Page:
Sunday Closing Laws
A Statement of The American Lutheran Church, 1964
A statement commended by the Second General Convention of The American Lutheran Church, October 21-27, 1964, to members of The ALC "for their consideration in deciding their own positions on Sunday closing laws."
Sunday closing laws often become an issue which divides a community. Even religious people often are sharply divided on the question of whether or not to support Sunday closing laws.
Religious issues of course are involved in laws which restrict on Sundays those activities permitted on other days of the week. At stake are freedom of conscience and of justice. Laws which compel Sunday closing discriminate against those whose religion requires them to observe Saturday as their day of rest and worship. Just so, to be required to work on Sunday violates the conscience of many a devout Christian.
One thing is certain. Churches do not need Sunday closing laws in order to protect themselves. Such laws even may harm the churches by leaving the false impression that Christianity is a religion of rules and restrictions, that it opposes joy and happiness in this life, and that it is hypocritical in asking protection for its own holy day under the guise of "a community day of rest."
The Supreme Court of the United States, in accepting the legality of Sunday closing laws, stated the case for "a community day of rest" in these words:
"However, the State's purpose is not merely to provide a one-day-in-seven work stoppage. In addition to this, the State seeks to set one day apart from all others as a day of rest, repose, recreation and tranquility -- a day which all members of the family and community have the opportunity to spend and enjoy together, a day in which there exists relative quiet and disassociation from the everyday intensity of commercial activities, a day in which people may visit friends and relatives who are not available during working days."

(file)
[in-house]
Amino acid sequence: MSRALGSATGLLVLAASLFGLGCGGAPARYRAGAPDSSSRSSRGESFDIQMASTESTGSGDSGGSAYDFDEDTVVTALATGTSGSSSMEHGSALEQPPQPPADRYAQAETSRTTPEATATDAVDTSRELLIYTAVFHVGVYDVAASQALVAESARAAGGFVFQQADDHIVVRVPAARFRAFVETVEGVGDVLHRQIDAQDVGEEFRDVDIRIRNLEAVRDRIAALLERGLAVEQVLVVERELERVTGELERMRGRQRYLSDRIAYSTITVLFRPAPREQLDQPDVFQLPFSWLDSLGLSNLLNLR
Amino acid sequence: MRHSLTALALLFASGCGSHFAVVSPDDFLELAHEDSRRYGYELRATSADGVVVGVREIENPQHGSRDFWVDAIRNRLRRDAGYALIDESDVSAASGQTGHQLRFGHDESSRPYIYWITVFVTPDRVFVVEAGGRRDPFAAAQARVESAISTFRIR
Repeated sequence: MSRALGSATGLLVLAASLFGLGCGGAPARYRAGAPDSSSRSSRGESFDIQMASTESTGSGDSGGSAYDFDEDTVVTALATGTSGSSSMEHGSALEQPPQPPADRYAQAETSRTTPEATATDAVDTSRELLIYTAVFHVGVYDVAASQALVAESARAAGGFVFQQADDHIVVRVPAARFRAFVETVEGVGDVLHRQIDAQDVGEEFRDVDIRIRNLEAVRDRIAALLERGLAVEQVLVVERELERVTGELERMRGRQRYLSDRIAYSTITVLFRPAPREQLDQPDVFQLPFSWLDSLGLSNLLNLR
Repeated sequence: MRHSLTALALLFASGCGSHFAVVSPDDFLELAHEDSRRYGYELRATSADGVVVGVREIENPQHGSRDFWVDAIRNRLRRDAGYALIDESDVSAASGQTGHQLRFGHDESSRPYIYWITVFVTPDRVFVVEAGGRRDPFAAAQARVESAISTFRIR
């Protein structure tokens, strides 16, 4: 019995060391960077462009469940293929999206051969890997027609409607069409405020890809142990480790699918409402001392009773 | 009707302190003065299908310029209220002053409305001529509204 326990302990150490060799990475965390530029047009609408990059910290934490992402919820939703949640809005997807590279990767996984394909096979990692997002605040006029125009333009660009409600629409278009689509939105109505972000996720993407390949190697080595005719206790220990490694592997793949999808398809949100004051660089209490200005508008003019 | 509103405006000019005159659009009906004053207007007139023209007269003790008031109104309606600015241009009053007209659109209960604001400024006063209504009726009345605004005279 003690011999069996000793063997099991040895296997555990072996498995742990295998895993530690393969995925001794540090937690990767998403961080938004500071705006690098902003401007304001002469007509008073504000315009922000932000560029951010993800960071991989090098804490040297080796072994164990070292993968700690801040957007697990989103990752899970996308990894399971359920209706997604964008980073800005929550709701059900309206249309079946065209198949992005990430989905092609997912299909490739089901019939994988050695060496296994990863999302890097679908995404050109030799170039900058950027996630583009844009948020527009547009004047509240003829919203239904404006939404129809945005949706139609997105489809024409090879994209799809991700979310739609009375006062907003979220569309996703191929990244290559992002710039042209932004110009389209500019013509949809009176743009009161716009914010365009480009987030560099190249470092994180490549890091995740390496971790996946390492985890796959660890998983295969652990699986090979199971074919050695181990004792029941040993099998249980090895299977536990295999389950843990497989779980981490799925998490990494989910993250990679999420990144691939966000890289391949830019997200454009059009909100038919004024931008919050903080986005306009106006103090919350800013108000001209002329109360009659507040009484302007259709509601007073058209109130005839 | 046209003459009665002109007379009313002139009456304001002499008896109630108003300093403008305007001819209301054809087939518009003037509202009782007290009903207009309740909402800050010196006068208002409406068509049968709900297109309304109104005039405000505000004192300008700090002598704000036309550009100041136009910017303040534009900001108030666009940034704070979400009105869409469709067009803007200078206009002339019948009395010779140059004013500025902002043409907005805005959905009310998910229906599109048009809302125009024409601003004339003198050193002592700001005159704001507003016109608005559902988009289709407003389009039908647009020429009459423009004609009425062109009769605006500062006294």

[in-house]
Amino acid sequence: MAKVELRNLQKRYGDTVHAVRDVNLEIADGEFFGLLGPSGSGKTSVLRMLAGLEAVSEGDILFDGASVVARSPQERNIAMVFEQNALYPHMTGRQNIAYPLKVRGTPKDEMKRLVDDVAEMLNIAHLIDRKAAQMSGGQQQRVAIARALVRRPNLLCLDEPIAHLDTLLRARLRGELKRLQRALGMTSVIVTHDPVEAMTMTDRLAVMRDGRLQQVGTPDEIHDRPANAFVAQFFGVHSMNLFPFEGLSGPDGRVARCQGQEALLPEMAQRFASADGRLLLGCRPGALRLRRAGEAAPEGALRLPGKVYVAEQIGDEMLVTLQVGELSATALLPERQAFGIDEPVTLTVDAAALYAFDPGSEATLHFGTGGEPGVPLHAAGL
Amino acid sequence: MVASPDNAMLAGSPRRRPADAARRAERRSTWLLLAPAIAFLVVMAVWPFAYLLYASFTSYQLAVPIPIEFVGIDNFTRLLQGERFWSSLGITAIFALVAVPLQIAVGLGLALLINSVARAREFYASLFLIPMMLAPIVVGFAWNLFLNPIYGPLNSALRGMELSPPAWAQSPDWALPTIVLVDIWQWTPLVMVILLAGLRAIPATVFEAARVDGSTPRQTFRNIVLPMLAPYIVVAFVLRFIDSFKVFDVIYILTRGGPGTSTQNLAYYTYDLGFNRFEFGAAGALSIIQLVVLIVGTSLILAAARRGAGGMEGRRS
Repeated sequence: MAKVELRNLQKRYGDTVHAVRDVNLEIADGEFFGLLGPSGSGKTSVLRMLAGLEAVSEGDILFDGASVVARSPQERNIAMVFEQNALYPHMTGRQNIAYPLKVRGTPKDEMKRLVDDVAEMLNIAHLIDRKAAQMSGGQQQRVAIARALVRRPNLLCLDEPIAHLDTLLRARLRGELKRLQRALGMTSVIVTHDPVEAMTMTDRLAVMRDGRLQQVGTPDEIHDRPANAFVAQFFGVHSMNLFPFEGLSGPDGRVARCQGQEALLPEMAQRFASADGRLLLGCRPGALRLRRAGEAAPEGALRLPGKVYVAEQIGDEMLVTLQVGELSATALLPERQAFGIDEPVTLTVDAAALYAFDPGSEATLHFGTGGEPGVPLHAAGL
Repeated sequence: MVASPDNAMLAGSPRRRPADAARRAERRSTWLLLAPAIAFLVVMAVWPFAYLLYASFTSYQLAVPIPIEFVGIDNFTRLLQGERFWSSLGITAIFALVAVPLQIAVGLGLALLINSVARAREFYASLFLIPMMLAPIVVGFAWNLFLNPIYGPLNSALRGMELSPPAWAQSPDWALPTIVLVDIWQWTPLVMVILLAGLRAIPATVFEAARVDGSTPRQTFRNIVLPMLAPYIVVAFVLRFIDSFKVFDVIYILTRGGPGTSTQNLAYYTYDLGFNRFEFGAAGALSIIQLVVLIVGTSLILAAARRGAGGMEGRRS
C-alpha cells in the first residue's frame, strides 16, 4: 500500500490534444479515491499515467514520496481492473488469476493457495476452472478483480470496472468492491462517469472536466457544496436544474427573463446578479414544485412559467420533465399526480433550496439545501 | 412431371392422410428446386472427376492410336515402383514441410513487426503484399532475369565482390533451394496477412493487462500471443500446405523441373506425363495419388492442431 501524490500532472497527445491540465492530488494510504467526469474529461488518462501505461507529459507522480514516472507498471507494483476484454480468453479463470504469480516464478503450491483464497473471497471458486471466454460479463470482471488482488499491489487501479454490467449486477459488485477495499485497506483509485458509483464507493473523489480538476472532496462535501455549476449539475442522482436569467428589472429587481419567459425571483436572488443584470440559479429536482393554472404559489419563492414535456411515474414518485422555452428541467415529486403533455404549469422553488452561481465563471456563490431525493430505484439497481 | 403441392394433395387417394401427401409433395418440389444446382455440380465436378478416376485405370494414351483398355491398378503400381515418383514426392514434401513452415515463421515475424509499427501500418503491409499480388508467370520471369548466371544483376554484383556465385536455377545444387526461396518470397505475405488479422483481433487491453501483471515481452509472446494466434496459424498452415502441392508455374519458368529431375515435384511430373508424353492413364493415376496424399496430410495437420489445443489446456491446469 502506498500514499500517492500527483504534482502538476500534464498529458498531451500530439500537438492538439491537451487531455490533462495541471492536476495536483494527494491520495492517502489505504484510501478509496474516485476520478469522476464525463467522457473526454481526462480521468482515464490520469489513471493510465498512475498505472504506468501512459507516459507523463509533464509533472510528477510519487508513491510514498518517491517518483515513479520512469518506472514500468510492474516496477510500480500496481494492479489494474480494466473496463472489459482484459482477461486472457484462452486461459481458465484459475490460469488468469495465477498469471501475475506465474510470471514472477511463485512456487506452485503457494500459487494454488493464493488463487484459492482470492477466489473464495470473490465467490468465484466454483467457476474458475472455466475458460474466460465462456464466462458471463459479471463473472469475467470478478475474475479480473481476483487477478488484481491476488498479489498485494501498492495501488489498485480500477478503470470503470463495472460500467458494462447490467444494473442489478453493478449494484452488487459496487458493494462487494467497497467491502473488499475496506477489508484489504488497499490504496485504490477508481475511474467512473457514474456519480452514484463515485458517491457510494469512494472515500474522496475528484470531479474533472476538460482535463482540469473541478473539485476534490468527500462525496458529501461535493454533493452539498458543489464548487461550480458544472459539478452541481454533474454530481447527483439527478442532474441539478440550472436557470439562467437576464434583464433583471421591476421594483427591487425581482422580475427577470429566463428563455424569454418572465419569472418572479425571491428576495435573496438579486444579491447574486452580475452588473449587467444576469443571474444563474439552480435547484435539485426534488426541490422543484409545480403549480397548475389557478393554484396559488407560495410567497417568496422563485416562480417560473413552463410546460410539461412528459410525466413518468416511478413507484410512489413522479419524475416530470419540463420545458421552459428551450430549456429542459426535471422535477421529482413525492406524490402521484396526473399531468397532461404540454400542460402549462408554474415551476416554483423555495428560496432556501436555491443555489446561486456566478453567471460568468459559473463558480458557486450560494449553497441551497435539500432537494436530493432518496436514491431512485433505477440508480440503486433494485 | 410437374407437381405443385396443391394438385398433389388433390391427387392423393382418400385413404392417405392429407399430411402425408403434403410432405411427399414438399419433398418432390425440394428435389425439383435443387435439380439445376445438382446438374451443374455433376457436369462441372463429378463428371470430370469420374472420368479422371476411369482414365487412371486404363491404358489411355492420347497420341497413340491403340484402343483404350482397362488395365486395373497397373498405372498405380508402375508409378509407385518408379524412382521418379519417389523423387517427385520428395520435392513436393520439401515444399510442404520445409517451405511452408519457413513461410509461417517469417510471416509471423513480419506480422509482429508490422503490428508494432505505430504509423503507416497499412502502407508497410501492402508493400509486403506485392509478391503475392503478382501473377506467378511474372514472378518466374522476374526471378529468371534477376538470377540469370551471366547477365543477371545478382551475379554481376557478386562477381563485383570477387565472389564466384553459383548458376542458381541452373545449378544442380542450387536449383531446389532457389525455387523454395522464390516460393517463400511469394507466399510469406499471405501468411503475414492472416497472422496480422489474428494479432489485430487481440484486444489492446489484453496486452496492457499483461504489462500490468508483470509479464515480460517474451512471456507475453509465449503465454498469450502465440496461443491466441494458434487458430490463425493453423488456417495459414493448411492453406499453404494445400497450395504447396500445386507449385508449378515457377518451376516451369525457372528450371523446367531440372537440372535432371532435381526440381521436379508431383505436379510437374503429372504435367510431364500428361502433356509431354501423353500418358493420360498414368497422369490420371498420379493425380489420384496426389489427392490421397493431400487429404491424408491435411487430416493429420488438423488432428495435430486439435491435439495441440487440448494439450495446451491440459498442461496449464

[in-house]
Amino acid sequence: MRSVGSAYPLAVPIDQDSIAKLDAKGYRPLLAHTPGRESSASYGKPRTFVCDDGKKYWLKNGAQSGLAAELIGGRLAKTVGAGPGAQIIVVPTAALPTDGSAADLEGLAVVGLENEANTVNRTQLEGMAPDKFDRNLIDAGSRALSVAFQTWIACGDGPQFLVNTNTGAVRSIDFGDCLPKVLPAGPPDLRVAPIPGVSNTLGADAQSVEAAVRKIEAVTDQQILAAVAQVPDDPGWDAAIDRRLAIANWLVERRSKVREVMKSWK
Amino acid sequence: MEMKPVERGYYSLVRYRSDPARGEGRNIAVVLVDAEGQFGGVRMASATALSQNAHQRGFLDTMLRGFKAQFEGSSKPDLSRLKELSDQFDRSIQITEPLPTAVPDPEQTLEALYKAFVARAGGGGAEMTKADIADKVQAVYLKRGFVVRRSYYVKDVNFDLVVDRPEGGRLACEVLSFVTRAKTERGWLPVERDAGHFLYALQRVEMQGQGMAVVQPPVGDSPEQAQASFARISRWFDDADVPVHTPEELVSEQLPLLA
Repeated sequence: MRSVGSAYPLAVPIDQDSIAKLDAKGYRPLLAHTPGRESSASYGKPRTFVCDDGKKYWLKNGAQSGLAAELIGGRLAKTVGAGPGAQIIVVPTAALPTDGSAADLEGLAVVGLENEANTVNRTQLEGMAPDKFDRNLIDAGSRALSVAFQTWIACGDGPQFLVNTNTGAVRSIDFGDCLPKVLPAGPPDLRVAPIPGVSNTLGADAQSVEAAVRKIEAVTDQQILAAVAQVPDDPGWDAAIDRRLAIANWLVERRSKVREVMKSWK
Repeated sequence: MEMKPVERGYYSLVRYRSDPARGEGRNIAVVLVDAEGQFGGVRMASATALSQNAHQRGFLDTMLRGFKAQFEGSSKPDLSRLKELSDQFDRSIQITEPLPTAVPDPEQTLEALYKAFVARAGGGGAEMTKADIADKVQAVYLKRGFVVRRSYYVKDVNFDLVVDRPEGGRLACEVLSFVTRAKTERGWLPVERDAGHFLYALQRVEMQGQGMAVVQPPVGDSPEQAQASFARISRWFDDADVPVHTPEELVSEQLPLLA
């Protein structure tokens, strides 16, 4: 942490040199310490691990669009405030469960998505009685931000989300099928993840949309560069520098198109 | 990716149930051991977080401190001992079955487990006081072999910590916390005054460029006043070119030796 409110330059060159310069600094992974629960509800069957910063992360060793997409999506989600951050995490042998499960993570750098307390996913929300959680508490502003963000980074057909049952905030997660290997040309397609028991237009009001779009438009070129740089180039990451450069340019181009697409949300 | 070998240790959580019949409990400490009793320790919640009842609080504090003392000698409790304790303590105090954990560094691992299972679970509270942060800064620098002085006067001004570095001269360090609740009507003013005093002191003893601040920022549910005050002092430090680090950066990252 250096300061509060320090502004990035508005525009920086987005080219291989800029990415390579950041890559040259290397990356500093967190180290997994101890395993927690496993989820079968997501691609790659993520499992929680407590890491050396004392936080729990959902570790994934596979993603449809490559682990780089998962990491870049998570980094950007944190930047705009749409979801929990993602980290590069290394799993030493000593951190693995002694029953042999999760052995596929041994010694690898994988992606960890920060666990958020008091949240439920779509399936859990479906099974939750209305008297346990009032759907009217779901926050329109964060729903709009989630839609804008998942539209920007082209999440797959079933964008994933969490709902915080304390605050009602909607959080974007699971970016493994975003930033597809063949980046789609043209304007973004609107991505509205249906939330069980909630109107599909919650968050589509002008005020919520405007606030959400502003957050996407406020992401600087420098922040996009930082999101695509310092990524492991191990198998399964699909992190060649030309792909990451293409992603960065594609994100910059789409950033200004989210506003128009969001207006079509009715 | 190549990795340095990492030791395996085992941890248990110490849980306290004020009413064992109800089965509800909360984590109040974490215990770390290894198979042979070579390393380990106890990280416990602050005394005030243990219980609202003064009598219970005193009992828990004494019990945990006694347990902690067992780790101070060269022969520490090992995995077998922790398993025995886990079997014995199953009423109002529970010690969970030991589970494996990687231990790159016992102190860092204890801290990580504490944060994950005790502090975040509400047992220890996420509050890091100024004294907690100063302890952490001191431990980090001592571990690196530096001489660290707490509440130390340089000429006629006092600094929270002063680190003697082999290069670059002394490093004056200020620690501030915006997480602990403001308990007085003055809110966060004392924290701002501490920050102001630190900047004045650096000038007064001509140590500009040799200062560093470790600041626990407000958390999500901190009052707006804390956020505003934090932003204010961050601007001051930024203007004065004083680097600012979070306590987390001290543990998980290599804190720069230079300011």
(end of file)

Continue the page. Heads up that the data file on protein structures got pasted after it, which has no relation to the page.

For Christians Sunday indeed is a day set apart. It is the day hallowed by the Lord's Resurrection. It is the day for assembling with fellow believers for study, worship, and praise. It is the "change of pace" day for setting aside all but the necessities in favor of those self-chosen activities that bring happiness, satisfaction, contentment, rest, and relaxation. Christians know that a community whose people neglect to hear the preaching of God's Word or to learn its message for their lives is scarcely likely to be one where "mercy and truth are met together; righteousness and peace have kissed each other" (Ps. 85:1O).
As Lutherans following Luther's explanation of the Third Commandment, we emphasize attitudes toward God's Word above attitudes toward His Day. We view Sunday closing laws in terms of their effects upon the physical, mental, moral, and spiritual well-being of persons. Thus we remain faithful to our Lord's teaching, "The sabbath was made for man, not man for the sabbath" (Mark 2:27). We practice St. Paul's counsel, "Let no one pass judgment on you in questions of food and drink or with regard to a festival or a new moon or a sabbath" (Go!. 2:16). We believe, nevertheless, that every community needs one day in seven for "rest, repose, recreation and tranquility" AS WELL AS for the opportunity it gives for associating with fellow-believers in study, worship, and praise of the Eternal God.
We would be naive if we did not recognize that Sunday closing laws involve not only religious but also economic elements. Typically underlying the agitation to ban Sunday sales of various lines of merchandise is economic competition, of discount houses with old-line stores, of suburban shopping centers with downtown merchants, of independents with the chains.
Both sides try to hide the economic issue behind moral arguments. One pleads to save Sundays for families or to keep one day free from normal week-day activities. The other stresses the case for freedom of personal choice, for families to shop together, and the impossibility of confining to six clays the needs of a complex, mobile, interdependent society.
We urge that the issue be settled not primarily by law and the force of government but rather by voluntary agreement worked out in each community on the basis of its own needs and experience. We suggest that members of our own congregations buy only necessities on Sunday. They may prefer to patronize those stores which maintain the community pattern of informal, voluntary controls. Not wanting to impose our views on others, we ask that "every one be fully convinced in his own mind" (Rom. 14:5) and act accordingly.